“Three years ago, I had never heard of Mercy House Global. I had just finished reading the Bible through for the first time, and I saw one constant theme throughout: you cannot give God more than He will give you. I was in Colorado on a girls’ weekend trip when I walked into a high-end boutique and saw a gorgeous rug that would be perfect for my living room.

As I stood there, I felt as if God spoke to me. He said, ‘Don’t buy this rug. Hold on to that money, and I’ll tell you where to give it. You will have your choice of rugs.’”

She admitted she didn’t understand it, but she was sure that this wasn’t about money; it was about obedience. She knew the right rug would find her.

Three weeks later, Becky was invited to the Mercy House Gala at which I told the story of Miujiza and we auctioned off the first rug from our looms in Kenya.

“Kristen, that night, God whispered, ‘This is where you’re supposed to give that money.’ I bid on the first rug, and today I witnessed gorgeous rugs being made. So see? I’m not worried about Mercy House selling rugs at all.”

I cried all over my lunch.

Three years ago, God was talking about rugs to someone I had never met and before I knew we would even be making them.

Why? Because God sees us.

He knows where we are and what we are doing. He pursues us. He prepares. He puts people in our paths.

He pushes us out of our comfort zones and puts us in places where we can hear Him.

He does not let our fear stop us from doing what He asks us to do; He understands and says to go anyway. He calls us to a life that matters. When we go, He goes with us.

I believe God can do the impossible without us. He is God, after all; He can do anything.

But He often invites us into the miracle.

He allows us to be a part of it so that our faith will increase, so that people will see the impossible made possible, and above all, so that He will be glorified.

I have wondered how often my refusal to obey, my hesitancy to go, or my action altered by my fear has kept the impossible impossible.

How many opportunities have I missed to witness the miraculous because I didn’t listen or wouldn’t obey?

It’s a lot easier to see the top of one mountain from another.

Some days, we need to look behind us to see how many mountains we’ve already scaled.

It’s too easy to forget that much of what we enjoy today is what we asked God for yesterday.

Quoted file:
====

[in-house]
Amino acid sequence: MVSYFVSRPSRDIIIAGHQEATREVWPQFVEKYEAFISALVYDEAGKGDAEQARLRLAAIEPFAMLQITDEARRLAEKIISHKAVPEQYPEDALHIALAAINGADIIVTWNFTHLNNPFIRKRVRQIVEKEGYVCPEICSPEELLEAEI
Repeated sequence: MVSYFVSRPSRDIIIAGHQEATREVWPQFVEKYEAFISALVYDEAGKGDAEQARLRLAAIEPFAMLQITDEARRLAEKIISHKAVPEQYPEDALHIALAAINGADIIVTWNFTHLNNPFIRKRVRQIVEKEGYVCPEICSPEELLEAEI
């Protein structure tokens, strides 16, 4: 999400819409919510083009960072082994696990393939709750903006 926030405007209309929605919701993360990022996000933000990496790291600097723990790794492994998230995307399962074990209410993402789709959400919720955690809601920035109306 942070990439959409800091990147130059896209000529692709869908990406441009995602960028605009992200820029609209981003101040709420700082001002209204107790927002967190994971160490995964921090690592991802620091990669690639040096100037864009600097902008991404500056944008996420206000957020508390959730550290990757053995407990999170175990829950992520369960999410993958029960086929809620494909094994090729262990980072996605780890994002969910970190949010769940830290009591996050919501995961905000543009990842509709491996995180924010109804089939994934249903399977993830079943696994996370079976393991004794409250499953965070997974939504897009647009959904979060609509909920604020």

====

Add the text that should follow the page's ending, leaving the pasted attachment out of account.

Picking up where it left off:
When we reflect on what God has already done in our lives, our hearts, and our homes and we stop and praise Him for it—our perspective changes everything.

 

Kristen Welch is the creator of the popular parenting blog We Are THAT Family and the author of Rhinestone Jesus, Raising Grateful Kids in an Entitled World, Raising World Changers in a Changing World, and her newest, Made to Move Mountains. She is the founder of Mercy House Global and facilitates Fair Trade Friday, a monthly subscription club that empowers impoverished women around the world.

Kristen’s journey has led her through a thousand instances of knowing what it feels like to soar, struggle, stumble, and stand at the edge of cliffs, afraid to step into the unknown and unsure of where we will land. But she has also learned that instead of running away, we are called by God to stand firm, muster up what faith we can, and take a step—not because we are good enough or adequate or able but because God makes a way where there is no way. In Made to Move Mountains she offers heartbreaking and hopeful personal stories, Scripture, and questions for contemplation that will draw you out of fear and into a holy confidence that God uses both our dreams and our disasters to accomplish the impossible.

I’m telling you, turn these soul-quaking pages and be converted. Turn and believe with your whole heart that you were made to move mountains. I cannot recommend this book highly enough. 

[Our humble thanks to Baker for their partnership in today’s devotion ]